Is the turnover test based on Net Profit
No, it is based on GST Turnover. Net profit is your sales less expenses, however GST turnover is in essentially your sales amount plus sales likely to be made in a test period less some specific exclusions.
A sole trader has an ABN but has never lodged a BAS because it is not registered for GST and does not deduct PAYG withholding. Can the entity claim JobKeeper for the owner of the business?
First, it should be remembered that only one JobKeeper payment can be claimed for one individual. If the individual has another source of income, other than the business, the JobKeeper payment may have been claimed for the individual by another entity.
It will be assumed that the entity had an ABN on 12 March 2020.
The fact that a business has not lodged a BAS does not prevent it from satisfying the decline in turnover test. This is due to the way that the “projected GST turnover” and “current GST turnover” have been defined. The ATO also says “The amounts included in calculating projected GST turnover and current GST turnover are the same regardless of whether you are currently GST registered”.
On the assumption that the individual satisfies all of the requirements, including being actively engaged in the business, there can be a claim for JobKeeper provided the individual has lodged his/her income tax return for the year ended 30 June 2019 that includes assessable income from the business. The tax return would need to have been lodged by 12 March 2020, or a later time allowed by the commissioner. We do not know whether the commissioner will allow a later time in relation to the JobKeeper scheme. There are statements in the ATO information concerning the cash flow boost that if a tax return is lodged late due to an approved deferral with the ATO, the ATO will accept the late lodgement for the purposes of the cash flow boost. We do not know whether the ATO will adopt the same attitude for the JobKeeper scheme.
Is a sole trader with no employees eligible for JobSeeker, JobKeeper and the Cash Flow Boost?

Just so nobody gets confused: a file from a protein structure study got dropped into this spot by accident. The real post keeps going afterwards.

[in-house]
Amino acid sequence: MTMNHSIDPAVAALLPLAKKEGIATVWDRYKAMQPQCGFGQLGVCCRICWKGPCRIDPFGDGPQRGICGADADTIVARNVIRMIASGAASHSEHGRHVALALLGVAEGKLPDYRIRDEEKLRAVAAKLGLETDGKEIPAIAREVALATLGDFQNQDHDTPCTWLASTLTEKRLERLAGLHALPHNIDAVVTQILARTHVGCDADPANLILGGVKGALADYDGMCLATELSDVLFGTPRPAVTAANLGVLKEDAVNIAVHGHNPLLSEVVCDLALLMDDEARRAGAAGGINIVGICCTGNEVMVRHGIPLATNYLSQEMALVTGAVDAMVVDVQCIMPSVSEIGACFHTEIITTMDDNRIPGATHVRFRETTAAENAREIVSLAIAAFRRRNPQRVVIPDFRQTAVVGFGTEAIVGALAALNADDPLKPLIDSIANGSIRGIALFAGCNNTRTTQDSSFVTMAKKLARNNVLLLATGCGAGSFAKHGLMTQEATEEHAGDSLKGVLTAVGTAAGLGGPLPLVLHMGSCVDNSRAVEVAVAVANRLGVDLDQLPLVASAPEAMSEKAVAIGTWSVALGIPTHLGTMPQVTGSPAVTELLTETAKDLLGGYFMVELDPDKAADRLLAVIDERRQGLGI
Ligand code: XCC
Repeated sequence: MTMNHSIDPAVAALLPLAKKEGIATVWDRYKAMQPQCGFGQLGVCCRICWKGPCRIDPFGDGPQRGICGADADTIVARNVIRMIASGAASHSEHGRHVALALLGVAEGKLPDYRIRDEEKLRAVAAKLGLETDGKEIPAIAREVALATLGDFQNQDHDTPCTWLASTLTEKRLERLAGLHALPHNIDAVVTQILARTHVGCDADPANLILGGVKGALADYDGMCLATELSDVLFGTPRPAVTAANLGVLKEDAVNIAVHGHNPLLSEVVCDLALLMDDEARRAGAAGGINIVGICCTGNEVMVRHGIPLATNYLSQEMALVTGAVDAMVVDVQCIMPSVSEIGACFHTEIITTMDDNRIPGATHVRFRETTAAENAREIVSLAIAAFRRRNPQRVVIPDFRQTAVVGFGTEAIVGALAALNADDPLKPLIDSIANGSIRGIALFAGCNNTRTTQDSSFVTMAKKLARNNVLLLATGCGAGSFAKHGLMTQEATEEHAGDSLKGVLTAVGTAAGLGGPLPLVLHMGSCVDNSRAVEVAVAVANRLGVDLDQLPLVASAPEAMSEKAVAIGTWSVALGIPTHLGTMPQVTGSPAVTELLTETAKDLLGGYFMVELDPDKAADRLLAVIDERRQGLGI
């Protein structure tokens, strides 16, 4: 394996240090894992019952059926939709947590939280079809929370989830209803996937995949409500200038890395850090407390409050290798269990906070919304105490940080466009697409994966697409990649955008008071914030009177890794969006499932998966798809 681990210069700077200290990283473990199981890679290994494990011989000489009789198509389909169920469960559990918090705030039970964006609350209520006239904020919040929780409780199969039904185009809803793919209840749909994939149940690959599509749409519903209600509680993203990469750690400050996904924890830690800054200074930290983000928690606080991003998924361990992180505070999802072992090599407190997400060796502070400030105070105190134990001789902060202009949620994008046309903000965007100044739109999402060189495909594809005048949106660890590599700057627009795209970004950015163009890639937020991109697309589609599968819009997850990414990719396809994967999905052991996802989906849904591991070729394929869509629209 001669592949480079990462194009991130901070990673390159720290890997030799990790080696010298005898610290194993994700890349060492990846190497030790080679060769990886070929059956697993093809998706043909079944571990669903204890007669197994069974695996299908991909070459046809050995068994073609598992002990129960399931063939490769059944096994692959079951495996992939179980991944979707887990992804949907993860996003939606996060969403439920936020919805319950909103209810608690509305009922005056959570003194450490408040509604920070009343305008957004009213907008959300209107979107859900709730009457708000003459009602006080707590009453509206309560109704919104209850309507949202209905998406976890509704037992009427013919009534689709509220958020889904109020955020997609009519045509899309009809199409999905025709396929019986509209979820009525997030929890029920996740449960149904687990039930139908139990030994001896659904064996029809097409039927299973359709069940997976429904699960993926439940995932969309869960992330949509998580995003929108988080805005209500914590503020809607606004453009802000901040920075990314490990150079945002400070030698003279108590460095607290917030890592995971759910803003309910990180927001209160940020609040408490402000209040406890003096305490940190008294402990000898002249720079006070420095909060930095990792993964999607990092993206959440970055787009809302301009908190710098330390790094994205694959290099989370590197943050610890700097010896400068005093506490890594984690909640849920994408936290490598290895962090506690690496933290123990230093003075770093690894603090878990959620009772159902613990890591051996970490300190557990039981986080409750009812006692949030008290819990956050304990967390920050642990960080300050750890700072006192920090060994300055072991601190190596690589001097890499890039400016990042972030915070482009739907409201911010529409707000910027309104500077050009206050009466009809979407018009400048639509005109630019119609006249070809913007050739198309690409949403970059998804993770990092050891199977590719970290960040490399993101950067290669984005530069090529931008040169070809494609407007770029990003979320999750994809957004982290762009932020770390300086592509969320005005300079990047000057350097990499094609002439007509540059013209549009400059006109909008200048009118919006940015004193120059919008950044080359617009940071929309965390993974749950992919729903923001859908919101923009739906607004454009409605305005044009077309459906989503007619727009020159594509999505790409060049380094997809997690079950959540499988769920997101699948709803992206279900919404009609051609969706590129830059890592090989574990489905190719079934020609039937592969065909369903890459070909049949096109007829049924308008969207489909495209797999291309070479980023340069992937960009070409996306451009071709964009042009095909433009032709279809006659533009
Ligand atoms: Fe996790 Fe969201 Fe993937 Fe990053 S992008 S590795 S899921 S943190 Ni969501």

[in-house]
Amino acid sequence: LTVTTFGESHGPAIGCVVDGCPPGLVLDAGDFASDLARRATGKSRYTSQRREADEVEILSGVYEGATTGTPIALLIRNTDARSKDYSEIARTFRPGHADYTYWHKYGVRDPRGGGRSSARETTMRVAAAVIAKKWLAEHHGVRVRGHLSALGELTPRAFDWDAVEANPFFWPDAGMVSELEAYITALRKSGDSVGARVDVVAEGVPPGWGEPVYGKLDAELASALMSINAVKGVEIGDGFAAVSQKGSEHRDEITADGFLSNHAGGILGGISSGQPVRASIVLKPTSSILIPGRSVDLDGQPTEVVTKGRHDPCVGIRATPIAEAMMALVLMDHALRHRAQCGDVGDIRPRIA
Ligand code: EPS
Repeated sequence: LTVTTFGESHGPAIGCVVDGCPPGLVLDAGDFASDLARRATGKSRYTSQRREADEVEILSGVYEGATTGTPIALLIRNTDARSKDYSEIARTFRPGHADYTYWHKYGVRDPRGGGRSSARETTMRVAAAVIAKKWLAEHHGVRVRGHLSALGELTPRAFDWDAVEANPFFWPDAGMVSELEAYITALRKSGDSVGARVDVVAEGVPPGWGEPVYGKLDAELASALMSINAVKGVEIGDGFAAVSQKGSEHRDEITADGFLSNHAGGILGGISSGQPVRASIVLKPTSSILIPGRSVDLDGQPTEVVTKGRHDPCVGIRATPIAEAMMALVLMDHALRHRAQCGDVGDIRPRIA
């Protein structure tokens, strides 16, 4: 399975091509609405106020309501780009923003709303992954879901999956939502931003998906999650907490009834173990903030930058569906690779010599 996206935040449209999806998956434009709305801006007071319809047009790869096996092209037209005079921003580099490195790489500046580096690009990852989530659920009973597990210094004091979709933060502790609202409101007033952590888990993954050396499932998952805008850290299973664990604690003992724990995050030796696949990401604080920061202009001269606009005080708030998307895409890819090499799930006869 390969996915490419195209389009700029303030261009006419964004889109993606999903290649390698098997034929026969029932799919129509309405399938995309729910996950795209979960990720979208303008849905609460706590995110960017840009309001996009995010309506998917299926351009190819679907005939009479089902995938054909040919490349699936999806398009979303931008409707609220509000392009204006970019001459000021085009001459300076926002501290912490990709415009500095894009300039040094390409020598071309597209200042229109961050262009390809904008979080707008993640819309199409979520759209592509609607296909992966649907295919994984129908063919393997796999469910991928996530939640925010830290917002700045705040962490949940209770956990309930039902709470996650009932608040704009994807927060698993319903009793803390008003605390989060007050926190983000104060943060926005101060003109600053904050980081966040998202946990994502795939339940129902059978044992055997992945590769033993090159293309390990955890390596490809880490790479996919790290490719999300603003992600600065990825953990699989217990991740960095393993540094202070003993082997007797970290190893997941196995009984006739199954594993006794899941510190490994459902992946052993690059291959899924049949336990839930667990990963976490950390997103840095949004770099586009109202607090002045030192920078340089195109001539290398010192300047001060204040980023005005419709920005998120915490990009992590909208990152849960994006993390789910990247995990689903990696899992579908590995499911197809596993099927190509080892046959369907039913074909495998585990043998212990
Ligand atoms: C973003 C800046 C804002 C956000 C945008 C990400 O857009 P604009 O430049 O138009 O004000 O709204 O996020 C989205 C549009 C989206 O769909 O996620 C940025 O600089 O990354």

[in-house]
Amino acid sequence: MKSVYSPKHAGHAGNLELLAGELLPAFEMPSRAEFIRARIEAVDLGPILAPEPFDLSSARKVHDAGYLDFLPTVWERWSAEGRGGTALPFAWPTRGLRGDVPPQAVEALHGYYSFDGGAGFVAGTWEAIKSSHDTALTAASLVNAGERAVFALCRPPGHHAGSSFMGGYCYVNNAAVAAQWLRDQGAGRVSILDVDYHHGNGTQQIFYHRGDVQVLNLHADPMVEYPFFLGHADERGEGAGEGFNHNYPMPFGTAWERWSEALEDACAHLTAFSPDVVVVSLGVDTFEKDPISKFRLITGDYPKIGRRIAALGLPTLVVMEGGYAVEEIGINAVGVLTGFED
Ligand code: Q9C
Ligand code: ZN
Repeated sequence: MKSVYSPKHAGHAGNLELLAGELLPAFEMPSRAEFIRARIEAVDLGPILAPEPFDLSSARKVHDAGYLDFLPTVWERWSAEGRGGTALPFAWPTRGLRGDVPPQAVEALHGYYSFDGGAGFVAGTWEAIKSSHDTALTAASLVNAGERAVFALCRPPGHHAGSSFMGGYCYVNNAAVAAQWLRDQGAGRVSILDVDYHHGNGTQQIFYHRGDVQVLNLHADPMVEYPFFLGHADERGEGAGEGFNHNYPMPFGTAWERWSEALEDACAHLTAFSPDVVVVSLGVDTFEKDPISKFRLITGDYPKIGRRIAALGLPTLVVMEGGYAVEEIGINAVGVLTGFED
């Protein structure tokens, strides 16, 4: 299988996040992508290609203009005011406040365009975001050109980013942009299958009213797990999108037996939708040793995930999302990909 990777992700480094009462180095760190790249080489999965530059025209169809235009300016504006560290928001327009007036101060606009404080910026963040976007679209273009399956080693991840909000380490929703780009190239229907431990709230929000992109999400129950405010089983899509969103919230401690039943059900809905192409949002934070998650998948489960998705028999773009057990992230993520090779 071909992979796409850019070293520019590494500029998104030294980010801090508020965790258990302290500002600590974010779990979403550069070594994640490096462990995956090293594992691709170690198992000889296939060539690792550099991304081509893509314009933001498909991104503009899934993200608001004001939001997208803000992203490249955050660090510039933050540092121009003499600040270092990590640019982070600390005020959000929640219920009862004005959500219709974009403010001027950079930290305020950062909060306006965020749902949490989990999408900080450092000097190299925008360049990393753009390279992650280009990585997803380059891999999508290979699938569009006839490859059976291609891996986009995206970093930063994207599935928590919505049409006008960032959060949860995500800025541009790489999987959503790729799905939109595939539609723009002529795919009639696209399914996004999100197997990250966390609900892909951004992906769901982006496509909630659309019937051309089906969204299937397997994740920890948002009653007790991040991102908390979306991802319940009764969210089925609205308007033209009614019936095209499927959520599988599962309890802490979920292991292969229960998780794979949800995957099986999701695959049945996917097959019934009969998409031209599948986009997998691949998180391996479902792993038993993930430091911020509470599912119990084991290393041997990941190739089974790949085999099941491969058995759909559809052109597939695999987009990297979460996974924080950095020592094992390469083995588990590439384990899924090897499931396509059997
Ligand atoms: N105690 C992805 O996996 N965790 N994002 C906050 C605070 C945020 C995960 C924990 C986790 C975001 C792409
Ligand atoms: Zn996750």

JobSeeker: Yes, but not if the employee is receiving JobKeeper payments.
Previously if a sole trader was trying to access income support payments they had to be willing to seek, and be available to take up, alternative work which effectively would have required them to close their business. These mutual obligation requirements will be temporarily removed to allow sole traders to continue operating and receive the JobSeeker Payment if they are eligible to do so. A sole trader who is eligible for a payment can meet their mutual obligation requirements during this period by continuing to sustain their business. Income testing will apply consistent with current arrangements. So, the level of support a sole trader will receive will depend on their ongoing income and that of their partner, if they are in a relationship.
An “eligible business participant” who is involved in the daily running of the business can be nominated to receive JobKeeper assistance provided they meet the eligibility criteria. However please note:
- Only one person can be nominated.
- if a sole trader starts to receive the JobKeeper Payment they will need to notify Services Australia as this will impact their eligibility to JobSeeker assistance.
Cash Flow Boost: No
The cash flow boost assistance is only available to businesses with employees.
What happens if a business is unsure about whether it will have a 30% decline in turnover for the June 2020 quarter in April and May 2020, but realises that it will have such a decline on say, 10 June 2020? Can it still enter the JobKeeper scheme? Can it (legally) back-date its involvement to 30 March 2020?
The JobKeeper scheme operates prospectively only (except for transitional provisions for the first two fortnights). The scheme operates in respect of JobKeeper fortnights. If an employer comes to the conclusion on 10 June 2020 that it is going to have a greater than 30% decline in turnover and satisfies all of the requirements of the JobKeeper scheme, it will be entitled to JobKeeper payments for the JobKeeper fortnight ending 21 June 2020 and following.
Its assumed that because you have closed your doors you are automatically eligible
No, the turnover tests must be satisfied
A business owner has ceased trading for a time due the coronavirus. He is not employed by his business. On 3 April 2020, he decides to get a job to supplement his income but will quit his job and return to his business when the economy recovers. Can he get the JobKeeper payment?
If he wants to be treated as an “eligible business participant” in relation to his business, he will need to continue to be actively engaged in the business. Will his new job commitments enable him to do this? This is a question of fact. The policy is that the individual will try to keep running his business, if that is permitted.
Note that he will not be able to obtain the JobKeeper payment from his new employer because he was not employed as 1 March 2020 with that employer. Also, the business owner will not be open to claim the JobKeeper payment in relation to his own business if he is employed as a full-time or part-time employee with his new employer. The JobKeeper payment may only be claimed by his own business if he is a casual employee of this employer.